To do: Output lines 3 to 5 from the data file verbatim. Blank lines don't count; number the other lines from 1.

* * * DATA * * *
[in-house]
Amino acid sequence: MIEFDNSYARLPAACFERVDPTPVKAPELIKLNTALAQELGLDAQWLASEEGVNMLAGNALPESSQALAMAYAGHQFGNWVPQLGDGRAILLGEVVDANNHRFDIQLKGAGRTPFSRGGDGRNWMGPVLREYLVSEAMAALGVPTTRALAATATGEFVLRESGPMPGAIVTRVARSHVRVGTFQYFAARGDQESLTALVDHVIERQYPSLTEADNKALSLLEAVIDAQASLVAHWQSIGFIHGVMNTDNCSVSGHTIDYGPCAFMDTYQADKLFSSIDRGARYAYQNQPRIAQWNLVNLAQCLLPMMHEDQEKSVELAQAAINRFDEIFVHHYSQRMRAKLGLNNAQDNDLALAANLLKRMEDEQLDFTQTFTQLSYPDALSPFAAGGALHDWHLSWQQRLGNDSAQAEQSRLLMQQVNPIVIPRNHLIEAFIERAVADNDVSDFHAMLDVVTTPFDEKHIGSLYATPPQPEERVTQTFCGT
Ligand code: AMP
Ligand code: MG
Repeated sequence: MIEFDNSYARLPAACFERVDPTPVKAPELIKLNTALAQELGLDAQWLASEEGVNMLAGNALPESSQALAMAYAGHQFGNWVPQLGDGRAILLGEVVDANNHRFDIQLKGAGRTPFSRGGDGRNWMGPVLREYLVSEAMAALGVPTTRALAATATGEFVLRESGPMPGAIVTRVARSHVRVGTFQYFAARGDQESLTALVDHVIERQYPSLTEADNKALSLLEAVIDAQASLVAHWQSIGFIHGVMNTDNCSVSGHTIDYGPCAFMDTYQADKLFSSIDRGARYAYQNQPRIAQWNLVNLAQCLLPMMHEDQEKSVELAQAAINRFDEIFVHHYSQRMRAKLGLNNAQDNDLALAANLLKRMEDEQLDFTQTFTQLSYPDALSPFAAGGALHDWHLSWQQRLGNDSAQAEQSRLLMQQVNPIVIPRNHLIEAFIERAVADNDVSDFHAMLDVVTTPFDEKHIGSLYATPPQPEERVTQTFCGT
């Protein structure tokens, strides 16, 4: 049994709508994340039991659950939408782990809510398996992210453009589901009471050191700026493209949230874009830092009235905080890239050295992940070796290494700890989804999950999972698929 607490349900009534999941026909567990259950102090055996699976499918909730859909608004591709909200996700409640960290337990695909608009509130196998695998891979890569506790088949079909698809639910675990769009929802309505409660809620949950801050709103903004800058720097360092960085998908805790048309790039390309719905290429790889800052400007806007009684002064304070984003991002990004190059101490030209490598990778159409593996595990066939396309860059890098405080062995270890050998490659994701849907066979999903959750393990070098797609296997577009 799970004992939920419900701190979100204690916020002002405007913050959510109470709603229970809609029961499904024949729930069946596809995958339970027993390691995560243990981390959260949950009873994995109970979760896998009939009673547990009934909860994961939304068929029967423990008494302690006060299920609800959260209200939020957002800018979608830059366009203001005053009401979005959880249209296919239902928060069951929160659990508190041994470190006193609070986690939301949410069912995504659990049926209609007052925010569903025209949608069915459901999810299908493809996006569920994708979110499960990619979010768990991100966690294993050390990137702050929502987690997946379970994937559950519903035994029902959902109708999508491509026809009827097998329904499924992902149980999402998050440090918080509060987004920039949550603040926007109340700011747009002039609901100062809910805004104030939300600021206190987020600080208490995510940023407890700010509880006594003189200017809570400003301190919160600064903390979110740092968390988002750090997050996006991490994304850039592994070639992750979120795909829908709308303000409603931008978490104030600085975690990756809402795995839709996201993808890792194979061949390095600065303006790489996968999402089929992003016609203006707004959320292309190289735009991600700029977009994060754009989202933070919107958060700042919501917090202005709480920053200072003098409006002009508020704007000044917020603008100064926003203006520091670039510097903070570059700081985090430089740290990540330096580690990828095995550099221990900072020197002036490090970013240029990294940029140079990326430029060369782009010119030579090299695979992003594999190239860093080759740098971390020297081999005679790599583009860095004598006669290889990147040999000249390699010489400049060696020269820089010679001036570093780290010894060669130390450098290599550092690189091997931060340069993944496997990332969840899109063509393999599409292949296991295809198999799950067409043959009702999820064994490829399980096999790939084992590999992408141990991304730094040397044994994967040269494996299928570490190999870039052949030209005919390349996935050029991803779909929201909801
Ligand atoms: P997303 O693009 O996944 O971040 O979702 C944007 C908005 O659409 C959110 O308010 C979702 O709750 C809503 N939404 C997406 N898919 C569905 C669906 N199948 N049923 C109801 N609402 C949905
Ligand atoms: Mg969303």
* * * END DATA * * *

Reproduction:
Ligand code: AMP
Ligand code: MG
Repeated sequence: MIEFDNSYARLPAACFERVDPTPVKAPELIKLNTALAQELGLDAQWLASEEGVNMLAGNALPESSQALAMAYAGHQFGNWVPQLGDGRAILLGEVVDANNHRFDIQLKGAGRTPFSRGGDGRNWMGPVLREYLVSEAMAALGVPTTRALAATATGEFVLRESGPMPGAIVTRVARSHVRVGTFQYFAARGDQESLTALVDHVIERQYPSLTEADNKALSLLEAVIDAQASLVAHWQSIGFIHGVMNTDNCSVSGHTIDYGPCAFMDTYQADKLFSSIDRGARYAYQNQPRIAQWNLVNLAQCLLPMMHEDQEKSVELAQAAINRFDEIFVHHYSQRMRAKLGLNNAQDNDLALAANLLKRMEDEQLDFTQTFTQLSYPDALSPFAAGGALHDWHLSWQQRLGNDSAQAEQSRLLMQQVNPIVIPRNHLIEAFIERAVADNDVSDFHAMLDVVTTPFDEKHIGSLYATPPQPEERVTQTFCGT